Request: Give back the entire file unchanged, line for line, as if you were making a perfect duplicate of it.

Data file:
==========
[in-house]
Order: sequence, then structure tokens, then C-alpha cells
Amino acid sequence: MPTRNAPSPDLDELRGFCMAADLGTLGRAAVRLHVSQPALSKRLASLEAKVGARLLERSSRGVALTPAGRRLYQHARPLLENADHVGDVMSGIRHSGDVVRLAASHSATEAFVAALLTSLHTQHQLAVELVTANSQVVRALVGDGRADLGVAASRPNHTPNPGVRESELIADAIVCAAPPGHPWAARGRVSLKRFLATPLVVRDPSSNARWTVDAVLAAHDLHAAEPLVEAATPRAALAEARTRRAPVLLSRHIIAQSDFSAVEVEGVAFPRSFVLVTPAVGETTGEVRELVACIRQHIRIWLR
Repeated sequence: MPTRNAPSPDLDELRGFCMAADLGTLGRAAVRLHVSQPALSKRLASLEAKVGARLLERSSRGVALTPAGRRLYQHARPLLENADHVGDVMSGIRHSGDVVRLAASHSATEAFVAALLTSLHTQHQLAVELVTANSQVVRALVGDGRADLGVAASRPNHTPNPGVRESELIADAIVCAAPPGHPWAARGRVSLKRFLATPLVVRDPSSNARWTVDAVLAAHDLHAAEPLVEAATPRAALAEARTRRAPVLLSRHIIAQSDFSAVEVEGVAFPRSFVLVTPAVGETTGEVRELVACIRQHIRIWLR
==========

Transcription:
[in-house]
Order: sequence, then structure tokens, then C-alpha cells
Amino acid sequence: MPTRNAPSPDLDELRGFCMAADLGTLGRAAVRLHVSQPALSKRLASLEAKVGARLLERSSRGVALTPAGRRLYQHARPLLENADHVGDVMSGIRHSGDVVRLAASHSATEAFVAALLTSLHTQHQLAVELVTANSQVVRALVGDGRADLGVAASRPNHTPNPGVRESELIADAIVCAAPPGHPWAARGRVSLKRFLATPLVVRDPSSNARWTVDAVLAAHDLHAAEPLVEAATPRAALAEARTRRAPVLLSRHIIAQSDFSAVEVEGVAFPRSFVLVTPAVGETTGEVRELVACIRQHIRIWLR
Repeated sequence: MPTRNAPSPDLDELRGFCMAADLGTLGRAAVRLHVSQPALSKRLASLEAKVGARLLERSSRGVALTPAGRRLYQHARPLLENADHVGDVMSGIRHSGDVVRLAASHSATEAFVAALLTSLHTQHQLAVELVTANSQVVRALVGDGRADLGVAASRPNHTPNPGVRESELIADAIVCAAPPGHPWAARGRVSLKRFLATPLVVRDPSSNARWTVDAVLAAHDLHAAEPLVEAATPRAALAEARTRRAPVLLSRHIIAQSDFSAVEVEGVAFPRSFVLVTPAVGETTGEVRELVACIRQHIRIWLR